Amid tension between Berlin and Ankara, Turkish President Recep Tayyip Erdoğan said on Tuesday that Germany will fail to form a government following the federal elections held on Sunday.
Despite warnings from Berlin “not to interfere in our internal affairs,” Erdoğan called on Turks living in Germany not to vote for parties treating Turkey as an enemy before the elections and criticized Germany’s anti-Turkey stance.
“You will see they will not be able to form a government. It will take them at least a couple of months,” Erdoğan said.
Erdoğan also referred to the Netherlands, where two Turkish ministers were prevented from holding political rallies for a constitutional referendum and Dutch police used force to disperse Turks protesting the incidents in Rotterdam.
“The Netherlands attacked us, and they have still not been able form a government,” Erdoğan added.
Erdoğan said the Dutch prime minister had lost their friendship following the ban on Turkish ministers speaking in the Netherlands.
Berlin’s relations with Ankara have been strained by Turkey’s crackdown on government critics after a failed coup last year. Germany and its partners in the European Union say the crackdown undermines democracy.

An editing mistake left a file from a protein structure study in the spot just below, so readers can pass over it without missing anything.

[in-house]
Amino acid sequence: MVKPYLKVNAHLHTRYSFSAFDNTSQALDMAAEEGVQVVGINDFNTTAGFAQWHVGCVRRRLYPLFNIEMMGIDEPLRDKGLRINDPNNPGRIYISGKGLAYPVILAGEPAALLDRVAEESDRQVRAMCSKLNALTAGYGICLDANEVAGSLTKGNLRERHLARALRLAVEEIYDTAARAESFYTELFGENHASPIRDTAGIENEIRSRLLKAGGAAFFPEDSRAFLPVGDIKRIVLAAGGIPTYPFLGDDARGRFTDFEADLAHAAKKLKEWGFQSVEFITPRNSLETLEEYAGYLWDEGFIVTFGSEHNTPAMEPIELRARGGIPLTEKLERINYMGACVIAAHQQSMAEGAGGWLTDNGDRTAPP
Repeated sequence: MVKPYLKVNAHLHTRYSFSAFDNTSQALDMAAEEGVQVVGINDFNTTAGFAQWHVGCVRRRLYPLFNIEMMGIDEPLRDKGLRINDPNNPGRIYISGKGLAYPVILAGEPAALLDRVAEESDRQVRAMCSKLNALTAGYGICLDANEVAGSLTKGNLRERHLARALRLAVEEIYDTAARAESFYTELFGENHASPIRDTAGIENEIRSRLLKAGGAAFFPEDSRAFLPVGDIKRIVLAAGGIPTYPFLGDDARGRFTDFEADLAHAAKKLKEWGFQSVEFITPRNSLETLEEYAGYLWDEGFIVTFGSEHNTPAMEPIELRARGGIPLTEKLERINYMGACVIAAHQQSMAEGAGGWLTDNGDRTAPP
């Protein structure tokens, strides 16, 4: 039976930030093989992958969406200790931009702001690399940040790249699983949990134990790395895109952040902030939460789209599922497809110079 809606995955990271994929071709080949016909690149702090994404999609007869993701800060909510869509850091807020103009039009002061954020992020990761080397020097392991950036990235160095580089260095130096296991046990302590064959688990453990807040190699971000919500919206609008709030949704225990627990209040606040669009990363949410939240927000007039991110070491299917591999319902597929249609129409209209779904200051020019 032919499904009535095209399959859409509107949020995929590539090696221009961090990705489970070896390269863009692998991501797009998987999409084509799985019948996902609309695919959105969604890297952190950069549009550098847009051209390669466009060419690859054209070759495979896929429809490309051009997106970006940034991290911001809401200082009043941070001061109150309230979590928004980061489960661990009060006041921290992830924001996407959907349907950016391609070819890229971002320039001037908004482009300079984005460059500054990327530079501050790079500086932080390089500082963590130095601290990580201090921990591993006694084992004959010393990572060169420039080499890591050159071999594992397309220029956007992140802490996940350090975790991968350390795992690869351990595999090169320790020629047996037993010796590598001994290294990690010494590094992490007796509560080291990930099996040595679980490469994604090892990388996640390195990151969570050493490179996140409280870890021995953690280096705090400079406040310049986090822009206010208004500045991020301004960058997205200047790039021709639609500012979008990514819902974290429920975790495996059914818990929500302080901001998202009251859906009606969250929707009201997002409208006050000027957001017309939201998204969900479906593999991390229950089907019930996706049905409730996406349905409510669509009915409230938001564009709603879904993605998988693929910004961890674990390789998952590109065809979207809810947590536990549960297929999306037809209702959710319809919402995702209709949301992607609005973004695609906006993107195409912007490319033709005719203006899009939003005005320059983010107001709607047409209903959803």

Merkel said during a televised debate earlier this month that Turkey should not become a member of the European Union — Turkey’s largest trading partner with which it has a customs union.
She said she would talk to Germany’s EU partners to reach a compromise on ending Turkey’s accession talks with the bloc.
Erdoğan on Sept. 6 blasted Merkel and her Social Democratic rival Martin Schulz for their remarks against Turkey’s EU membership.
Turkey and Germany are also at odds over Berlin’s refusal to extradite asylum seekers Turkish President Erdoğan and his government accuse of involvement in the botched coup against him.
Germany has been angered by Turkey’s arrest of around a dozen German citizens, including German-Turkish journalist Deniz Yücel, who has been held for more than 200 days.